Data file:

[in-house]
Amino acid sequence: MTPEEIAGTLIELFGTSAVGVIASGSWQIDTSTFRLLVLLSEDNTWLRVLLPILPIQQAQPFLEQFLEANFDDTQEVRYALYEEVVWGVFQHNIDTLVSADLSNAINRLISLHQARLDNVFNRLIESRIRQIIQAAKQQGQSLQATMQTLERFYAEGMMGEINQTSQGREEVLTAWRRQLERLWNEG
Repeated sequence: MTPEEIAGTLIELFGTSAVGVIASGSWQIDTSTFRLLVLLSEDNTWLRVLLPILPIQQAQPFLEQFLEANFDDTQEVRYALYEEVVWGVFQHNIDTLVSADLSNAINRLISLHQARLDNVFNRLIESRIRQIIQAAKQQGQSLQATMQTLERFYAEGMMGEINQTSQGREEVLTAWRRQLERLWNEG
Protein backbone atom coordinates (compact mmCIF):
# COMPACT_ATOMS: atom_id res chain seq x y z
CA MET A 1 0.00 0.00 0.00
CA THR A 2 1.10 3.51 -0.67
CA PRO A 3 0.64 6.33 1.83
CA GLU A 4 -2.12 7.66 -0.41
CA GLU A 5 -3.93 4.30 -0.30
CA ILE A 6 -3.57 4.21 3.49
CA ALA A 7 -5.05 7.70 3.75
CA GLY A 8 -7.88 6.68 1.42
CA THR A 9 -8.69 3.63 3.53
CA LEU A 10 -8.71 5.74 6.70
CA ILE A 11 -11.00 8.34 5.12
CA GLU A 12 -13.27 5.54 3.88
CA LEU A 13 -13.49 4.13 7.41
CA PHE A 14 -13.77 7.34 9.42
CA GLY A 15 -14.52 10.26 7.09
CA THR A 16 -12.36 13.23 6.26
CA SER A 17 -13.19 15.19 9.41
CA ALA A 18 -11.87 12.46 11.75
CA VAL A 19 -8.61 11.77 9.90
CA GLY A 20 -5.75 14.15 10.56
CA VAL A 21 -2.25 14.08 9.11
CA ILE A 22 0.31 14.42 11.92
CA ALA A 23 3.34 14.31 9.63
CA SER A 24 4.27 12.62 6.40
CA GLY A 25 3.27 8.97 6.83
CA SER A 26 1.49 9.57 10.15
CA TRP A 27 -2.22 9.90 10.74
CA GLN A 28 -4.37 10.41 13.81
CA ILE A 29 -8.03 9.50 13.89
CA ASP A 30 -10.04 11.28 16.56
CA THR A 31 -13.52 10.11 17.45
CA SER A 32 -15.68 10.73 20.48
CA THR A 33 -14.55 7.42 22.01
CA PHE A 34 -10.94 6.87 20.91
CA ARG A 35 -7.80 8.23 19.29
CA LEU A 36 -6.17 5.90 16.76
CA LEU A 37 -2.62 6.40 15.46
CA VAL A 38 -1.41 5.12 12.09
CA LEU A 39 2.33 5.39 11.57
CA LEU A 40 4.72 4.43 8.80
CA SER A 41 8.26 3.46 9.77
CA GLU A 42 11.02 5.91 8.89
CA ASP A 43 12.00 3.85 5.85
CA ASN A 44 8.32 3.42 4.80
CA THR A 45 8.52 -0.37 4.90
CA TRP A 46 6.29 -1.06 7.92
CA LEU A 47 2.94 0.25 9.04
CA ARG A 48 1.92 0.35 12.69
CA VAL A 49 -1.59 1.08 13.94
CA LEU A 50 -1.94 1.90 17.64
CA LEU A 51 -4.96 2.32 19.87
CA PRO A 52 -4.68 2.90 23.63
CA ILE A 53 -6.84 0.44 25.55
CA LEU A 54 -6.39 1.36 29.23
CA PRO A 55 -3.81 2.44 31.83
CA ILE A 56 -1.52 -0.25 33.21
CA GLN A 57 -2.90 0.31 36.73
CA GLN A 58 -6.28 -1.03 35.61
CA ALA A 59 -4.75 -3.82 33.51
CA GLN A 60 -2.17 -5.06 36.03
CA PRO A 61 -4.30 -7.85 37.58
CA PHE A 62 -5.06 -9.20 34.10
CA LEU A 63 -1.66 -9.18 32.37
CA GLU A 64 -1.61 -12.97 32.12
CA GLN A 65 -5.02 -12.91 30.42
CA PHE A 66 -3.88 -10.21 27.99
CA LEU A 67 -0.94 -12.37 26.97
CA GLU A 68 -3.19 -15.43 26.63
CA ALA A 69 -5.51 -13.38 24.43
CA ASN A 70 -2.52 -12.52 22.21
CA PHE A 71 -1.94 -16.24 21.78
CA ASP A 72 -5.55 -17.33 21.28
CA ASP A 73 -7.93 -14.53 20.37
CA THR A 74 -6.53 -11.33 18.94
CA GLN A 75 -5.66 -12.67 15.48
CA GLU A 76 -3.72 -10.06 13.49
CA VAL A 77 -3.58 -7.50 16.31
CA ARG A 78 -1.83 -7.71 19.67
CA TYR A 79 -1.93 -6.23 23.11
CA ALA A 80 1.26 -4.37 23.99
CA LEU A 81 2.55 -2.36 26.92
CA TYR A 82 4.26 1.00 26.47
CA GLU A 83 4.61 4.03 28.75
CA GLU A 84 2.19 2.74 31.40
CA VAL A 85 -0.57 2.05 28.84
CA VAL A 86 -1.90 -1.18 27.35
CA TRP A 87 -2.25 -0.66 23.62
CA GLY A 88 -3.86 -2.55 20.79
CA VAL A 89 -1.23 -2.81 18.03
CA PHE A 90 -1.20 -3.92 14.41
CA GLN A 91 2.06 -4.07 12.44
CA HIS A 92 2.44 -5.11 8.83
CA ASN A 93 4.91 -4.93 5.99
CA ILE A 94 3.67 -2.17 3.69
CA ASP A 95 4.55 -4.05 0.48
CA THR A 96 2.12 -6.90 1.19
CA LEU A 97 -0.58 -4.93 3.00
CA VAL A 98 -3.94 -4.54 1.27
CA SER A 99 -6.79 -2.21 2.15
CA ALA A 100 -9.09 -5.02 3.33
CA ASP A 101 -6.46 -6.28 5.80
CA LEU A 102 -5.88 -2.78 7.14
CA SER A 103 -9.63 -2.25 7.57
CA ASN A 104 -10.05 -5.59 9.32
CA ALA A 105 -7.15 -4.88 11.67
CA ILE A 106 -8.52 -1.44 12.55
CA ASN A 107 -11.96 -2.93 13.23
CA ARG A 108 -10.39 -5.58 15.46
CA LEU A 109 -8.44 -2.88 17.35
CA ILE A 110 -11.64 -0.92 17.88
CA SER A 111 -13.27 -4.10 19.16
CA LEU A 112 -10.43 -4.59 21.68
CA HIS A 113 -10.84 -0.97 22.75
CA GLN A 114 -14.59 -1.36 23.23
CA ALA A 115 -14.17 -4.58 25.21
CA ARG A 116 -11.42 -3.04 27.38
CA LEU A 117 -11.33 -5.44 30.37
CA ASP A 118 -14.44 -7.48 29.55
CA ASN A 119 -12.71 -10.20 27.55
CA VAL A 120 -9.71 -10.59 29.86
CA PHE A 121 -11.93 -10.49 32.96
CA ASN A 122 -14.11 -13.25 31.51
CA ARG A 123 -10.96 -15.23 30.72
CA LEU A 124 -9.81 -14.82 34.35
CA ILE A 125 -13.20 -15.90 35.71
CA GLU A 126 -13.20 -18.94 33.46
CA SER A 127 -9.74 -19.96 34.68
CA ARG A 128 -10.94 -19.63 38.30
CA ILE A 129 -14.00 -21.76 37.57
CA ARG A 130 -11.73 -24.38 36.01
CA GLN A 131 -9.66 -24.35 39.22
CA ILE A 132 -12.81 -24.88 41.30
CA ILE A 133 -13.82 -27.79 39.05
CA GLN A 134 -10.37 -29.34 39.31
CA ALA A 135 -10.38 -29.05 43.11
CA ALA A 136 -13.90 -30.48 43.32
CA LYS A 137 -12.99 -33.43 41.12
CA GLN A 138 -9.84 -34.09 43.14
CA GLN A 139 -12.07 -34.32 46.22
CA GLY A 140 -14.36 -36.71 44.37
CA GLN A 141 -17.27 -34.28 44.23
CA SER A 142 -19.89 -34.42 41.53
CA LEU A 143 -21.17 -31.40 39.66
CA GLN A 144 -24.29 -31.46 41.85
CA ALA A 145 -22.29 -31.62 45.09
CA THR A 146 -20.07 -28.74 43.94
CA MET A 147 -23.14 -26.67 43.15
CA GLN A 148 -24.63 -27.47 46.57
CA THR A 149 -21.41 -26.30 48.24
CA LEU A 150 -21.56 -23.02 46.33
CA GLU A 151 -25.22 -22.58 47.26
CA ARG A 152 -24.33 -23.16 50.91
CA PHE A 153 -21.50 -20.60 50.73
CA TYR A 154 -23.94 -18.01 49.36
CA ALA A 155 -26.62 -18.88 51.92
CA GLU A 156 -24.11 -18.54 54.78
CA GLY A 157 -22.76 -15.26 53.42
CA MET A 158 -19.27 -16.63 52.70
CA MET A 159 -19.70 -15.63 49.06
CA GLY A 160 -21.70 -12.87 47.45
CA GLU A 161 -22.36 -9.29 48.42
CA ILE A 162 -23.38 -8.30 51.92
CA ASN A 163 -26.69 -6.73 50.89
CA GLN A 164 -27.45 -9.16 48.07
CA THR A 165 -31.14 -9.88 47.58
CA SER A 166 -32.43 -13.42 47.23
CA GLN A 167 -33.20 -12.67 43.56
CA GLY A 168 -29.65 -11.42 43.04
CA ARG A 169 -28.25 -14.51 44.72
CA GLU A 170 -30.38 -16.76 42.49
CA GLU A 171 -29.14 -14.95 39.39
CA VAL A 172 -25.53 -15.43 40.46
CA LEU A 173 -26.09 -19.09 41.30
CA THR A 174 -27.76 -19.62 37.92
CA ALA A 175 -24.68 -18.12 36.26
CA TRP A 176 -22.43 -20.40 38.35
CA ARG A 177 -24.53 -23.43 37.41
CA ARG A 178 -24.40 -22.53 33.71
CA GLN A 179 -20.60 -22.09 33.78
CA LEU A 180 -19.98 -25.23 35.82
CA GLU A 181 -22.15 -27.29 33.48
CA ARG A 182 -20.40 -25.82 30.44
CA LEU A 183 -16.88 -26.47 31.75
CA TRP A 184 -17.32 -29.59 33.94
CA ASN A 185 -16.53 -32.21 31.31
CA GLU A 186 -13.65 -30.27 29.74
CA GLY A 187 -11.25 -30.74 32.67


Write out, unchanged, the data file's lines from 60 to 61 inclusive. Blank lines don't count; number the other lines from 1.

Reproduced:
CA PRO A 55 -3.81 2.44 31.83
CA ILE A 56 -1.52 -0.25 33.21